For most of us air conditioning systems either work, or they don’t work. How they work remains a mystery we don’t concern ourselves with. It’s a little like flipping on a light switch. We can get light without understanding how a light bulb or electricity itself works. The difference is, when a light bulb goes out, we can usually diagnose and fix the problem ourselves. Air conditioning systems are a different matter, and we have other files here explaining what to do and what not to do if you have an air conditioning problem.
Still, it never hurts to know the basics of how air conditioning works.
How Your Air Conditining System Works
The principles of air conditioning have been known for well over a century. They were originally applied by Willis Carrier when he invented the first air conditioning system in 1902. We’re a long way from the basic system he developed, and like everything in today’s world, air conditioning has been refined to make it more efficient and more effective.
Electronics have been enhanced sufficiently to allow many air conditioning system tasks to be handled by computer modules. Just as the days of shade-tree mechanics have passed, installing and working on air conditioning systems requires training and education. Despite all that, the basic principles have remained the same.
No matter what brand of air conditioning you have, all systems use the same basic concepts and procedures to cool your home. That’s because the basic goal of air conditioning is to cool your home, and it does that by removing heat. Let’s go into more detail on that idea.
In warm and hot months, your home has no difficulty producing, accumulating, and retaining hot air. It comes in through your windows and doors. It radiates down from your attic. It spreads from your kitchen when you cook. Your electronic devices (televisions, computers, and so forth) create heat when they’re turned on. Your own body temperature gets in on the act. Your furniture absorbs heat and holds onto it.
In the past, homes were designed with this in mind. They had higher ceilings because hot air rises. Their interior design allowed outside air to enter at one end of the house and be drawn inside so it could exit on the other side. Windows were larger, and they could be opened widely. Large, expansive porches and nearby trees provided shade to cool the air before it got in the house. In fact, even with the windows closed, it was possible to tell if it was a windy day because homes weren’t as tightly sealed as they are today. Homes were typically painted white to reflect sunlight, and those expansive porches allowed the household to gather outside as the evening progressed and the air within the house cooled.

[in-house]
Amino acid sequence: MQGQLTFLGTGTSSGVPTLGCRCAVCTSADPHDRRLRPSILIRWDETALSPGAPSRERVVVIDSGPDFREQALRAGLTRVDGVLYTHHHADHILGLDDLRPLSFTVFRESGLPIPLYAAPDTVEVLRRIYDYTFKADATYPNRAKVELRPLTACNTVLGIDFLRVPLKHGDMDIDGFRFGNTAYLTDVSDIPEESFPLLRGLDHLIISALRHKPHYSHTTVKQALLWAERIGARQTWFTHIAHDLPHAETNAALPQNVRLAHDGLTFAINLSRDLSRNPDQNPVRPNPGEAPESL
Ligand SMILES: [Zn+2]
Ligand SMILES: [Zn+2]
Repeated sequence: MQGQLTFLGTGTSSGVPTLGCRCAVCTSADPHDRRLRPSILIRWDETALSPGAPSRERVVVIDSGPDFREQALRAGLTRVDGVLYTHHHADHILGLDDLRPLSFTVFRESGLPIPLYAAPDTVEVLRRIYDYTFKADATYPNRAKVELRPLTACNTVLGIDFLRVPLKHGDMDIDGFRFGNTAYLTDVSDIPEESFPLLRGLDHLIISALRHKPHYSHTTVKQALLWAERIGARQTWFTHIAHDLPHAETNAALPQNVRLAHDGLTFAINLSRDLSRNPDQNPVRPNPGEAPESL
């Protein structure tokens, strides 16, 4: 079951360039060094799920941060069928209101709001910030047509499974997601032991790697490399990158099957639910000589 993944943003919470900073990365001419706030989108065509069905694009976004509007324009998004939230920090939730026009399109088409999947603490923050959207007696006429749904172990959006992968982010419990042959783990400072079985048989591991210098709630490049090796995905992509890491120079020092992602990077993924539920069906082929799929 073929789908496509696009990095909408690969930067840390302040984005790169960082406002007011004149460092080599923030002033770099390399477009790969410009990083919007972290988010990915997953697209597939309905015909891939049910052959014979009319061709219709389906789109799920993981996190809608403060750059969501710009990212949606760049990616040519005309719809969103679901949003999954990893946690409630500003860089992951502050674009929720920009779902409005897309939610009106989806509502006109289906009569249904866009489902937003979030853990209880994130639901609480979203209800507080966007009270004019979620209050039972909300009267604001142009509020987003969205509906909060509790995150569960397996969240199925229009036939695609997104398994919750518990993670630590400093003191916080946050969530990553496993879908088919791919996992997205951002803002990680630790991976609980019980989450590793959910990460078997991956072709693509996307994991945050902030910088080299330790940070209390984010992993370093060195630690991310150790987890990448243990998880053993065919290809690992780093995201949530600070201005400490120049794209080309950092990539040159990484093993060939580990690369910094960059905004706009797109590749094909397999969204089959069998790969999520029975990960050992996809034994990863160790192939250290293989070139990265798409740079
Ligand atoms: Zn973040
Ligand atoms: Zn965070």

In drier climates, evaporative coolers pulled outside air through water-soaked filters that cooled it as it was blown into the home. Those type of units are still used effectively in desert areas. Unfortunately, North Texas does not allow them to be very effective.
So what makes modern air conditioning work?
We’ve established that your home is naturally hot in the summer. Air conditioning draws the heat from that air and then blows it across cold pipes called evaporator coils. These coils contain a very cold liquid refrigerant that absorbs the heat from the air.
This refrigerant changes to a very hot gas after absorbing all that heat, and it is subsequently sent outside the home to the compressor which allows the hot gas to release its heat and revert to a cold liquid. That cold liquid is sent back into your home to collect more heat. This cycle continues for as long as your thermostat determines the necessary for your home temperature to cool to your desired comfort level. The efficiency of your air conditioning system, allows it to do all this without costing a lot of money. In fact, the cost of running your system is one of the ways you can tell if it’s doing a good job. If your bill goes up unexpectedly, there may be a problem requiring attention from a professional.
Most air conditioners also have an air filter. The filter is usually found where the ductwork starts. As the filter removes particles from the air, it gets dirty and clogged. This reduces the efficiency of the system, and the filter either needs to be cleaned or completely replaced. The filter ensures the air conditioner and the air traveling through it is as clean as possible. To keep your system efficient and working properly, filters should be changed regularly.
Obviously, there is a lot more to this process, but this is the basic idea. Your conditioning utilizes a very complex system to accomplish this basic task, and that system needs to be maintained regularly to ensure it remains effective and efficient. Always have this maintenance done by a qualified professional at least once a year.